You can also use Rule 7 to expand the record for your own benefit. This requires permission from the court, and it`s a way for you to develop the record to support your claims. Submitting affidavits or old court records from prior convictions as evidence is a common way to expand the record. Just remember that whatever you submit becomes a permanent part of your case record, and harmful information in your old court records can work to your disadvantage later down the road.

State prisoners filing for habeas relief under 28 U.S.C. sec 2254 have a hurdle that federal prisoners under 28 U.S.C. sec 2255 don`t have: They must meet the harsh standard under sec 2254(e)(2) when expanding the record in federal court with new evidence. Under that standard, established by the Antiterrorism and Effective Death Penalty Act of 1996 (AEDPA), a state prisoner must show that the new facts could not have been discovered earlier through due diligence.

There`s two parts to this standard: (1) new evidence and (2) due diligence. You might prove the evidence is new, like DNA evidence, but the due diligence part is difficult if you waited too long. Some say this is unfair and the restriction applies only to evidentiary hearing requests by state prisoners. But so far the courts have all said the restriction applies to all new evidence to expand the record in a habeas case, even if no evidentiary hearing is requested. See Mark v. Ault, 498 F.3d 775 (8th Cir. 2007).

A “limited” expansion of the record, however, is not controlled by sec 2254(e)(2). Courts instead say this falls under their “discretion” to expand the record for certain reasons to further the case. Brentlinger v. Marquis, 2020 U.S. Dist. LEXIS 125726 (N.D. Ohio May 6, 2020).


Amending and supplementing a habeas petition are two very different things, technically, even though the terms are often used interchangeably by the courts. In short, a supplement adds to your existing petition or motion pending in court, but an amendment replaces your petition or motion. Some court are flexible with this, while some strictly follow local rules. See E.D. Tenn. L.R. 15.1 (requiring an amendment to replace the original motion and to not incorporate any prior filings by reference).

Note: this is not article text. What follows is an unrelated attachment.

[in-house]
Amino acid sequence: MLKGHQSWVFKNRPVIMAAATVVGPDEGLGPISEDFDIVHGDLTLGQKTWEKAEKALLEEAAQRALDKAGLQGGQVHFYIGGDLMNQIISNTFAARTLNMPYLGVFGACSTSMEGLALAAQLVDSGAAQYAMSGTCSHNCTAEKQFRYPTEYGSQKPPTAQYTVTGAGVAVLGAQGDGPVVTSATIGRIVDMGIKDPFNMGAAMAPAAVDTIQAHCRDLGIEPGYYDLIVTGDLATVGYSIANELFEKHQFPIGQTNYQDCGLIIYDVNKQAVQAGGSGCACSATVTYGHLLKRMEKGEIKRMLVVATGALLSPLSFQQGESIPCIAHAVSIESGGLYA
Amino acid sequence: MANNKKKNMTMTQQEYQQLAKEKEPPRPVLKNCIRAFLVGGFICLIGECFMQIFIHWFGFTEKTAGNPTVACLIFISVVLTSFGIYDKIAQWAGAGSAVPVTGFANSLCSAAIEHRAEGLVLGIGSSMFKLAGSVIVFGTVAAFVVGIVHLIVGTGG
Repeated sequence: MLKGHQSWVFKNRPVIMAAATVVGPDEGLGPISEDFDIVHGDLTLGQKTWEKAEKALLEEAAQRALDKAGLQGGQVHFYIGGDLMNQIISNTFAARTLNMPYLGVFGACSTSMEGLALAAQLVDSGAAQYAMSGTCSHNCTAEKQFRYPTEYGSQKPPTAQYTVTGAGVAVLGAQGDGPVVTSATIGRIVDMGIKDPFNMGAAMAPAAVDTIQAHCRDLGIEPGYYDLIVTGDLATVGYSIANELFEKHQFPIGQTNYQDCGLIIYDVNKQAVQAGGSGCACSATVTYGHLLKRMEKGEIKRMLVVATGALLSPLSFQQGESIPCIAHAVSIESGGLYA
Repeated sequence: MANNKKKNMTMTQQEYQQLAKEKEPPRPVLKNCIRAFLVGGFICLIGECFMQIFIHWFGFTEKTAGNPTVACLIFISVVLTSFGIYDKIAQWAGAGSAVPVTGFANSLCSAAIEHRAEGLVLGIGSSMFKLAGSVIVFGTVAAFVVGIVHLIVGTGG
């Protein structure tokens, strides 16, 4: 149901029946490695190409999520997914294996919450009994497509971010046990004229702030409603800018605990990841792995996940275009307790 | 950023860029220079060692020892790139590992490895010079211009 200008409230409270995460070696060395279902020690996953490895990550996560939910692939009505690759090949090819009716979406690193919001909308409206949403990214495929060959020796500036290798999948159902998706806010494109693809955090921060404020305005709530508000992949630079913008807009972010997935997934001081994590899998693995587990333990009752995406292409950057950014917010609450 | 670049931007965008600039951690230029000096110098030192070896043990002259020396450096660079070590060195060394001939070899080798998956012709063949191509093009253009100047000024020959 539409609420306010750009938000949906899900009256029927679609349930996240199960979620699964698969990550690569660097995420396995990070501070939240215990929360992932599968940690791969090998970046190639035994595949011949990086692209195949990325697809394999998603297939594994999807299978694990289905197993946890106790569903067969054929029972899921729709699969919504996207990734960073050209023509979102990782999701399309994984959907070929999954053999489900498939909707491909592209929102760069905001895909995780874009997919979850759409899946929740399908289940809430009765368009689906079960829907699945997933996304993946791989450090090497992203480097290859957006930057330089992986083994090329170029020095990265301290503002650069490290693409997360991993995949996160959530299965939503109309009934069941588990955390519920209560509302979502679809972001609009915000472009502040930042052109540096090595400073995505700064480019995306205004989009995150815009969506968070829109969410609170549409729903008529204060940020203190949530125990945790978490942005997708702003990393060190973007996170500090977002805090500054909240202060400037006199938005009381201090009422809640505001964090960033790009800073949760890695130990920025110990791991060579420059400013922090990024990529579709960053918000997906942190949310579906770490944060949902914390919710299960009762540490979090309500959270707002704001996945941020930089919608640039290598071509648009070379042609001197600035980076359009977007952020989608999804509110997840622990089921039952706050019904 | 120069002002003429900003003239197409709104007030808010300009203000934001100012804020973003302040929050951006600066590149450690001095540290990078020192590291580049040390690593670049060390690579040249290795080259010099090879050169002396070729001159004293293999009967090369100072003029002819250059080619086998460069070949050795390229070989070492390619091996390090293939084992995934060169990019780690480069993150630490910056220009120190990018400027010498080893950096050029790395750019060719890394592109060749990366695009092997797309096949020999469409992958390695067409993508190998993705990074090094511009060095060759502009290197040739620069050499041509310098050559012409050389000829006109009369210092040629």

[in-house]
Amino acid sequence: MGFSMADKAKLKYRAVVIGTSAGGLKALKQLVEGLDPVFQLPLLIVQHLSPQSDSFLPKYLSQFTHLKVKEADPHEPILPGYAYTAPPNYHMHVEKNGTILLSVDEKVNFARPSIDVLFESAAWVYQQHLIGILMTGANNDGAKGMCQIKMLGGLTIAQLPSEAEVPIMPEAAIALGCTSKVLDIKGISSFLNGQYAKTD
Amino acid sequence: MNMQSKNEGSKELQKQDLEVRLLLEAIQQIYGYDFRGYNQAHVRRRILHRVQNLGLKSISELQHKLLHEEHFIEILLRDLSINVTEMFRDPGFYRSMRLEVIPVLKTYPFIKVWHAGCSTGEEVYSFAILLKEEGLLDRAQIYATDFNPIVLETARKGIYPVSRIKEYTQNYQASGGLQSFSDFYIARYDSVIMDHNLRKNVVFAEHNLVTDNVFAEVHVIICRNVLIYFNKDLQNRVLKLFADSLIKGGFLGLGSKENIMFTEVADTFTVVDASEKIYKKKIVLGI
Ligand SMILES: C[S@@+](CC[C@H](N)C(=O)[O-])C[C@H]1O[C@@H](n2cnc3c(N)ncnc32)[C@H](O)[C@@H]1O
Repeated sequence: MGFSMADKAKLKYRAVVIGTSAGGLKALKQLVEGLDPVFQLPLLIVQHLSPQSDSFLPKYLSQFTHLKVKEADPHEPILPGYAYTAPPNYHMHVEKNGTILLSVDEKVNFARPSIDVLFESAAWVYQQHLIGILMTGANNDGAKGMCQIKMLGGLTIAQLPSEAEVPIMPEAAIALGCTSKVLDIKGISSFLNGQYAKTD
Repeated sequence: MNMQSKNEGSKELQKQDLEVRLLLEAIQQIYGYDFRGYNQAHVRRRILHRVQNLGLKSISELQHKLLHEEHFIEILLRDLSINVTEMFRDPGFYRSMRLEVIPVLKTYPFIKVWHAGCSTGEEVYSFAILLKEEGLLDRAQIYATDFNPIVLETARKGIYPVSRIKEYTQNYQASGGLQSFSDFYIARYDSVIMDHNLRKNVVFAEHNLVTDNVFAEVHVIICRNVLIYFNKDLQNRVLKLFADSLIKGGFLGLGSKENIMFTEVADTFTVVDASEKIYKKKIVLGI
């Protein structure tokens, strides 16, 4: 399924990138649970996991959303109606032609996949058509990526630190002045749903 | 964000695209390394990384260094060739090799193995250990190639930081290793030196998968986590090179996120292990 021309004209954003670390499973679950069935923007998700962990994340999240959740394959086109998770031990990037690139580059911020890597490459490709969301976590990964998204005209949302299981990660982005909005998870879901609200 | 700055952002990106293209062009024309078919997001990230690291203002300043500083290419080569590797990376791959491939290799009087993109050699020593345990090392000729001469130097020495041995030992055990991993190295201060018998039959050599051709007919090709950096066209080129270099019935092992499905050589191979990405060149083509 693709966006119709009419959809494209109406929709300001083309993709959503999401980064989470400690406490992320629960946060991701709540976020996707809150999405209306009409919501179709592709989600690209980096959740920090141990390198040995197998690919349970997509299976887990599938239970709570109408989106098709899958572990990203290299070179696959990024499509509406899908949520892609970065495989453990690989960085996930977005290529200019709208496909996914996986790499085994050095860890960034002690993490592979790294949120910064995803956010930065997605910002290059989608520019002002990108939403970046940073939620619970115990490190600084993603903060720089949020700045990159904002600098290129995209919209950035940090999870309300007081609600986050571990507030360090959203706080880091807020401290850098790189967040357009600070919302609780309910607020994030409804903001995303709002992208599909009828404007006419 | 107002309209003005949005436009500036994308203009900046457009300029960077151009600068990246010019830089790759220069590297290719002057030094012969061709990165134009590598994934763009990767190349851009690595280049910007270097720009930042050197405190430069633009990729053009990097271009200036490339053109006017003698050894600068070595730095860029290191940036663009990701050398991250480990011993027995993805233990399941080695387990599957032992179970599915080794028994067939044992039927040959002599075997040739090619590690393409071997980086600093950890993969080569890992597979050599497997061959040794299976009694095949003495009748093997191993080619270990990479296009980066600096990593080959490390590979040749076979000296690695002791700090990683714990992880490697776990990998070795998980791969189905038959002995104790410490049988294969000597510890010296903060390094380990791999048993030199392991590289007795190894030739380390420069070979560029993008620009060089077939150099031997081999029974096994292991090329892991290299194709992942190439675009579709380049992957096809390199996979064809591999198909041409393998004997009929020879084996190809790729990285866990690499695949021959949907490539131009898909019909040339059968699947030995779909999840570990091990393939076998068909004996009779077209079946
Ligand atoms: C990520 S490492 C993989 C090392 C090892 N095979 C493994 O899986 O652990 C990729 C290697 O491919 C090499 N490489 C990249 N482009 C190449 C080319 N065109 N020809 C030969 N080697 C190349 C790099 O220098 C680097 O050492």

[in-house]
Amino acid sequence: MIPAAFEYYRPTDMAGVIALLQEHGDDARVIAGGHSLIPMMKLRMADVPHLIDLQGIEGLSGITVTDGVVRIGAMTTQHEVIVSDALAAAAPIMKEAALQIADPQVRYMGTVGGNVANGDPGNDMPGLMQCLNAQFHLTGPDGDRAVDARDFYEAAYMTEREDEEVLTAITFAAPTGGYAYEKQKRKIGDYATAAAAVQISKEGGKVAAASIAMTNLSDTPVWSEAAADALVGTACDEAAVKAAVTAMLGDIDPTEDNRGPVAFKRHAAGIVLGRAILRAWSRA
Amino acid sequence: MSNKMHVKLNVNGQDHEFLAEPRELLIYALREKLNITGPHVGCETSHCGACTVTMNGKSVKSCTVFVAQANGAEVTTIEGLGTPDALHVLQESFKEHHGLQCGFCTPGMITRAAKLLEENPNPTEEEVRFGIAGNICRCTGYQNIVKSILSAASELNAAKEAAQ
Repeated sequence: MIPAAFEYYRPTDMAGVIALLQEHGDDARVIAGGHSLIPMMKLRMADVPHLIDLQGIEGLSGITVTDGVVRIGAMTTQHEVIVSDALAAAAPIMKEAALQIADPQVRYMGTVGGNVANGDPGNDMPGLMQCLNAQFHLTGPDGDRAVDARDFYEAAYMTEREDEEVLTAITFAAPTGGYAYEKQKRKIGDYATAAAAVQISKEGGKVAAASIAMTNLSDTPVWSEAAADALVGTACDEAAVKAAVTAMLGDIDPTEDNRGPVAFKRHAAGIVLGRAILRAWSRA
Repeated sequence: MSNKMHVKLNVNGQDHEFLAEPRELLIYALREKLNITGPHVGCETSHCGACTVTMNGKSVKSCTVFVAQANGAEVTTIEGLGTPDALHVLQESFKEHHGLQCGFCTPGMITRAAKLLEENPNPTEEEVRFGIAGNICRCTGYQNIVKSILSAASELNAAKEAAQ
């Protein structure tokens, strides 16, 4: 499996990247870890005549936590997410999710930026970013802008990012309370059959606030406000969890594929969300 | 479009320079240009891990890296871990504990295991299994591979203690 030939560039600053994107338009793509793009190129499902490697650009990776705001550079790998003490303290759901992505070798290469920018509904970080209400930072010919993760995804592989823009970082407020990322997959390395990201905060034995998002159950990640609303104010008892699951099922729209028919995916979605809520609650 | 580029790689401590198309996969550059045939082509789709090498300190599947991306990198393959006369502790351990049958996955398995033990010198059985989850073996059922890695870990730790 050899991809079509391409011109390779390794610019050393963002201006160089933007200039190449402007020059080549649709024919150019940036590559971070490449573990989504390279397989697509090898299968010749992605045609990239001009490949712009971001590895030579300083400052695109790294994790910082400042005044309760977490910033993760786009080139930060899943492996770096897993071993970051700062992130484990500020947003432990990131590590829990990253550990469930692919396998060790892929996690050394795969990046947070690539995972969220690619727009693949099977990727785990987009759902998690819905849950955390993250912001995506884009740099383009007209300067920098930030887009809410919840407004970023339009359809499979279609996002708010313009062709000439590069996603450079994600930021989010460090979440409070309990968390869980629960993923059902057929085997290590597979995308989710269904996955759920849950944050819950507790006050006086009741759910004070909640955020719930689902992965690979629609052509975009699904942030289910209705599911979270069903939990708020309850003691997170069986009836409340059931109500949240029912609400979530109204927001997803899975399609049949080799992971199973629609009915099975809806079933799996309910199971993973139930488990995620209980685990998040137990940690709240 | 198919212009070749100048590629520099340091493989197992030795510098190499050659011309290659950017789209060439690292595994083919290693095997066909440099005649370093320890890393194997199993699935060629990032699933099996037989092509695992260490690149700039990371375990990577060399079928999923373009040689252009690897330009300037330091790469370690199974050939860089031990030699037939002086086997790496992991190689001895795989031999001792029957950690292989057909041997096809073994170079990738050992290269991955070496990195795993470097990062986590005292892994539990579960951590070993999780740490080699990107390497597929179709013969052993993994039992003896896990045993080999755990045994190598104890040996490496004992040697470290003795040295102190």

Generally, Rule 15 of the Federal Rules of Civil Procedure controls both types of actions. You don`t need the court`s permission to amend if you do so within 21 days of service on the government of your original filing. While habeas Rule 4 says that the court serves the government and it`s not your job to do so, you can still amend your filings while the court determines whether to serve the government or dismiss your petition. Once the government is served by the court, though, you`ll need the court`s permission to amend or supplement. Mayle v. Felix, 545 U.S. 644 (2005).

While all courts agree that a new habeas petition or motion filed while you have one pending in the district court is a supplement, some courts stop there and don`t consider a new petition filed while an original petition is on appeal to be a proper supplement. Instead, they call it an unauthorized second petition. The courts are completely divided over this point. Compare Ching v. United States, 298 F.3d 174 (2d Cir. 2001) (new petition in district court supplements even petitions on appeal), with Phillips v. United States, 668 F.3d 433 (7th Cir. 2012) (supplement with new petition only while pending in district court).


Properly developing the record is an often-overlooked task in a federal habeas case, leading to early dismissal or outright denial. Taking the time to grasp the concepts of discovery and expanding the record will go a long way toward getting you the relief you deserve.